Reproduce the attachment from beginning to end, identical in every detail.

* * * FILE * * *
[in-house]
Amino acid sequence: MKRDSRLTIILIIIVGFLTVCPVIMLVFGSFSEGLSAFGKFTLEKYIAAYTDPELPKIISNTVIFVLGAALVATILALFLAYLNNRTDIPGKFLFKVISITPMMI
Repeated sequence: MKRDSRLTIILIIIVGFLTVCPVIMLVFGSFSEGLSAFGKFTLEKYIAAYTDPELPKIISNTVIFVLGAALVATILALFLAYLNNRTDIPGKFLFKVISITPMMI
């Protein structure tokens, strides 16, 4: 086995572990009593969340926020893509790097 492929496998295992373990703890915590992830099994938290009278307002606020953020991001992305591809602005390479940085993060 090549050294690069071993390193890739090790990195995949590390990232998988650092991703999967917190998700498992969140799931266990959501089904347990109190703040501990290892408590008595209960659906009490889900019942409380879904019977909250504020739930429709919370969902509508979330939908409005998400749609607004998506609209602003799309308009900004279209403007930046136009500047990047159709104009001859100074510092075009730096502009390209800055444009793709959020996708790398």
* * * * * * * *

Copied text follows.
[in-house]
Amino acid sequence: MKRDSRLTIILIIIVGFLTVCPVIMLVFGSFSEGLSAFGKFTLEKYIAAYTDPELPKIISNTVIFVLGAALVATILALFLAYLNNRTDIPGKFLFKVISITPMMI
Repeated sequence: MKRDSRLTIILIIIVGFLTVCPVIMLVFGSFSEGLSAFGKFTLEKYIAAYTDPELPKIISNTVIFVLGAALVATILALFLAYLNNRTDIPGKFLFKVISITPMMI
């Protein structure tokens, strides 16, 4: 086995572990009593969340926020893509790097 492929496998295992373990703890915590992830099994938290009278307002606020953020991001992305591809602005390479940085993060 090549050294690069071993390193890739090790990195995949590390990232998988650092991703999967917190998700498992969140799931266990959501089904347990109190703040501990290892408590008595209960659906009490889900019942409380879904019977909250504020739930429709919370969902509508979330939908409005998400749609607004998506609209602003799309308009900004279209403007930046136009500047990047159709104009001859100074510092075009730096502009390209800055444009793709959020996708790398």